Can you remember when you got your first iPod…?…What about the time when you first had a chance to even consider buying a hybrid car…? These kinds of inventions sparked a level of giddiness and commotion that you just don’t see when a company comes out with a newer version of a product – these inventions were something fresh and had a vision filled with passion behind it.
Jimi Hendrix did just that when he came onto the music scene. He was quoted once as saying, “I want to do with my guitar what Little Richard does with his voice.” Jimi not only did that, he revolutionized what a person can do with a guitar and brought the music industry to an entirely new level. He was altogether transparent, authentic, a constant learner and never took himself too seriously. This is why I believe that channeling Jimi Hendrix in social media can do nothing but good things for you in social media.
The art of being transparent and authentic are essential characteristics that help you ‘keep it real’ in social media. Jimi Hendrix was nothing, if not a genuine and sincere artist, always trying to bring as much of himself as he could in his music. While it can be a tricky balancing act to temper just how ‘real’ you may want your social media presence to be (not all of us can be like Jimi Hendrix, after all), it’s safe to say that so long as you adhere to real business principles with you communications, you’ll do fine. My buddy, Beth Harte of Harte Marketing & Communications, put it quite well in a response to a comment on post she write last month: “As for the level of transparency, I think you just get a sense of that…by getting to know the person. Just like normal etiquette, you know what boundaries can be pushed and which ones can’t.”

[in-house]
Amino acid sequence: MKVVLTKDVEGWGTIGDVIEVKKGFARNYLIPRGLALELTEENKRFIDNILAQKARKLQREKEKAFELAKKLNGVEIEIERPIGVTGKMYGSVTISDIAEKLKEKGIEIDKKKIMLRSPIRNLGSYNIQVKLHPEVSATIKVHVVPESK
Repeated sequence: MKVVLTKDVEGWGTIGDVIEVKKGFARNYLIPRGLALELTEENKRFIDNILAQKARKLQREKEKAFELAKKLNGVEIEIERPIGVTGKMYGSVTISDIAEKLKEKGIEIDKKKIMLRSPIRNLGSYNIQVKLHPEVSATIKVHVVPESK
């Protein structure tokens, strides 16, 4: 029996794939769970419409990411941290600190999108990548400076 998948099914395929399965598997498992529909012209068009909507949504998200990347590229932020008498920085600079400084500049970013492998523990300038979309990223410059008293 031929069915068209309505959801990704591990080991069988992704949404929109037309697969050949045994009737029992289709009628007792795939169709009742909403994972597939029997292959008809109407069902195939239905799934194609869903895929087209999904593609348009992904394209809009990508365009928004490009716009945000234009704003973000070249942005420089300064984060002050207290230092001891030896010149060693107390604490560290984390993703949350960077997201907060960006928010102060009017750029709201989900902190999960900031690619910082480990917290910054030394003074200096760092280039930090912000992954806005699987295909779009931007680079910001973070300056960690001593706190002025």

Jimi Hendrix was always learning new things about music – taking what he could from artists like Frank Zappa, Chuck Berry, Elvis Presley and Bob Dylan and putting his own unique brand of style and mastery into his music. Like Jimi, we need to be always on the prowl for new ways to brand, create and communicate in social media. The more we learn, the more resources we have to tap into for innovation.
Stepping ‘outside of the norm’ frees you up to greater levels of creativity and imagination. Albert Einstein once said, “imagination is more important than knowledge.” Jimi Hendrix was chock full of imagination and he refused to take himself too seriously – you can see this kind of energy and enthusiasm throughout his career on live recordings and in interviews. We should all be so jazzed up about what we can do in social media – we owe it to the communities we participate in and ourselves.
Another buddy, Amber Naslund of Radian 6, puts it this way: “The truth: personal enjoyment of our interactions – either with people or with businesses – is part of the game. Yes, there’s a utility aspect in connecting with a business. But if I’m not having any fun or reaching beyond the transaction, I’m less likely to look forward to coming back again.”
Wherever you may be in your social media journey, it’s never too late to take on the verve and attitude of Jimi Hendrix into your social media brand – keepin’ it real, always growing and never afraid to laugh at yourself. It worked for Jimi Hendrix in music – could very well work for you in social media.